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Sen. Casey's organ donation bill aims to increase awareness
Nancy Williams-Smith donated a kidney to her friend, Jan Clary-Mathews, in 2010. To commemorate the experience, the Yorkers participated in a partial triathlon with another childhood friend.
Gwen Summers, a reading specialist in Southern York County School District, watched as her husband, Kirk, waited for a liver transplant.
Because organ donation touches the lives of so many Yorkers, U.S. Sen. Bob Casey, D-Pa., wants to increase donation awareness even more.
The plan: Earlier this summer, Casey introduced the Organ Donation Awareness and Promotion Act, which would increase funding for several programs that support education and awareness about the donation process.
Casey wants to allocate $5 million a year for several initiatives, including public education efforts and a program to fund peer-reviewed studies and demonstration projects to increase organ donation and recovery rates, including living donation.
The bill is also personal for Casey, whose father — a former governor of Pennsylvania — was a transplant recipient.
"There are few acts more selfless and more powerful than the decision to donate a loved one's organs," the younger Casey said in a statement.
Support group: Dwendy Johnson, spokeswoman for Gift of Life Donor Program, said support groups in the York area have been crucial in bringing together those who have been affected by the organ donation process.
Her father, who received a heart transplant, started the York County support group 21 years ago.
The group meets on the fourth Monday of each month at Apple Hill Surgical Center, 25 Monument Road in York Township.
"It's become a place where residents can come together and connect," she said. "Most importantly, we get a chance to help educate others on the importance of this process."
Thanks to a donor, Johnson's father was able to live an additional 19 years, she said.
She believes the bill is a great step in increasing donation awareness.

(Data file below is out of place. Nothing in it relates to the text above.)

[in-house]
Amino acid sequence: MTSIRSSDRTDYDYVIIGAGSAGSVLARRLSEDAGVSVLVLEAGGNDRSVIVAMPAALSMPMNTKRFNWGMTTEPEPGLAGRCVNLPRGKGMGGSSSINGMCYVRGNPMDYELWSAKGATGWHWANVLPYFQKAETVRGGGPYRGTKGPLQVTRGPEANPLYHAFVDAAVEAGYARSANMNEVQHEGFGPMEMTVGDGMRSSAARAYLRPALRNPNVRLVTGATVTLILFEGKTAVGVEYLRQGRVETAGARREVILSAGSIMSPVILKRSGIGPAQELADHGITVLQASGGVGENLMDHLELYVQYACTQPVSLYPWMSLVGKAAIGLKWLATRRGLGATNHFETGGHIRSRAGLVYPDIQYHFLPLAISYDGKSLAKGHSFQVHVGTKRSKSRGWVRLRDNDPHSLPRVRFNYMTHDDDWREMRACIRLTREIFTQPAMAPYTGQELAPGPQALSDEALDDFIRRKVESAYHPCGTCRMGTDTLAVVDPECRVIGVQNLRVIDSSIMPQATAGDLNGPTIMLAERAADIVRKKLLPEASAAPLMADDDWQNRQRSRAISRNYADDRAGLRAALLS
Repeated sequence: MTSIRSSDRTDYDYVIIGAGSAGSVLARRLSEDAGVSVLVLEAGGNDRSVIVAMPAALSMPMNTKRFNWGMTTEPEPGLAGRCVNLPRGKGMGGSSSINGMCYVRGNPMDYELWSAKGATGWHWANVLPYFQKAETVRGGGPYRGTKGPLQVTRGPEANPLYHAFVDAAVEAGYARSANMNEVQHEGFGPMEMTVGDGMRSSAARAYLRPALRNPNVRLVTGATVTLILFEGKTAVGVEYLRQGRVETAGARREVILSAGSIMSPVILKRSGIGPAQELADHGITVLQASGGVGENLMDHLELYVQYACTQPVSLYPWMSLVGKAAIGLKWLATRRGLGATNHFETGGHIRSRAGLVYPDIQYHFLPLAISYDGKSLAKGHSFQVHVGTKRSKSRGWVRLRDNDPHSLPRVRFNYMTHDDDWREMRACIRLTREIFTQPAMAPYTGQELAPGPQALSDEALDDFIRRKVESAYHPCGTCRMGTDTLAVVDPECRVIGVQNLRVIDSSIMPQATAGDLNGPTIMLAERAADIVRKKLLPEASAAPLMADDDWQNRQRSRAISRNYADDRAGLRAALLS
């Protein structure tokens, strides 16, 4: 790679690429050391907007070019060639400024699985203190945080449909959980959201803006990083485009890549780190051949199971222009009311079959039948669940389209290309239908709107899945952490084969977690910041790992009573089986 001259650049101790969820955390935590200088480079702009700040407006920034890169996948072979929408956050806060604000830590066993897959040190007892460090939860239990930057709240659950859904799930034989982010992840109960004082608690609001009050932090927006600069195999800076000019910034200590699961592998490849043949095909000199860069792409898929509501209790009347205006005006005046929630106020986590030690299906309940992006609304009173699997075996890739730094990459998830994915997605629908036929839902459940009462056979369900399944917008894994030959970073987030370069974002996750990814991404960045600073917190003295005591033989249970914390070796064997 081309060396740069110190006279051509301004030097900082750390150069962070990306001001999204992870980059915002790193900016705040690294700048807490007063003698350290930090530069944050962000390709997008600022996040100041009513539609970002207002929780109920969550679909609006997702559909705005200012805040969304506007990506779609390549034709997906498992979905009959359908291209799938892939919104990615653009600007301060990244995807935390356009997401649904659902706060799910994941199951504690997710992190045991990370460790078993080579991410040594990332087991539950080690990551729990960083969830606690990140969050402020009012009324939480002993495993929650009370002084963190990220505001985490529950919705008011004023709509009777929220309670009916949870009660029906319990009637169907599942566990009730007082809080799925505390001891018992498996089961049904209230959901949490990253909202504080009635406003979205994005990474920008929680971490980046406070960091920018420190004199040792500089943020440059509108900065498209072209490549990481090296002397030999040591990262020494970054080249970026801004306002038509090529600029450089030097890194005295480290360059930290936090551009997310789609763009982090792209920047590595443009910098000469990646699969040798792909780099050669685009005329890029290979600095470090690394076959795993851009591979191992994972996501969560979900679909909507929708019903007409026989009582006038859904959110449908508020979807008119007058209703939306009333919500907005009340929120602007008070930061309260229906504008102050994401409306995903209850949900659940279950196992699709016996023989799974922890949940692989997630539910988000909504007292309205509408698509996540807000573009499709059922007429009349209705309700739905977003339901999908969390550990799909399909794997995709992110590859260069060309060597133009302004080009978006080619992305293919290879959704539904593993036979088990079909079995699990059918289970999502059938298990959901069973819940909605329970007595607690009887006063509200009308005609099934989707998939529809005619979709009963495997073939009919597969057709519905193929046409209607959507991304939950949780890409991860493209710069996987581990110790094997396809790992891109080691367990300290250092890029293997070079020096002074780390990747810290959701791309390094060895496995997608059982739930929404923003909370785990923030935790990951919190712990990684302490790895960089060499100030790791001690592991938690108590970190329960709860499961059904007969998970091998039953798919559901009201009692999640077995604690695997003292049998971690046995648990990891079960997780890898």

Education: John Green, director of community relations for Gift of Life Donor Program, said the passage of the bill will allow donor programs around the country to educate people about organ donation.
Green's team with Gift of Life operates 14 different volunteer groups throughout southern Pennsylvania, New Jersey and Delaware that work to teach people about organ donation.
His agency works with families who have lost a loved one and are considering donating organs to help others.
"In many cases, families will lose someone suddenly," he said. "Our job is to be there for support."
Green added that 95 percent of the nation's population supports organ donation, but only 51 percent of people nationally have designated becoming a donor on their driver's license.
In Pennsylvania, 46 percent of residents have registered to be organ donors.
York is ranked fifth out of 67 counties in Pennsylvania in terms of the percentage of county residents who have the donor designation on their driver's license or ID card.
For more information regarding South Central Pennsylvania Coalition on Organ and Tissue Donation, and York Area Transplant Support, call (800) 366-6771, ext. 1506, or log on to http://www.donors1.org/volunteer/groups.
— Reach Sara Blumberg at firstname.lastname@example.org.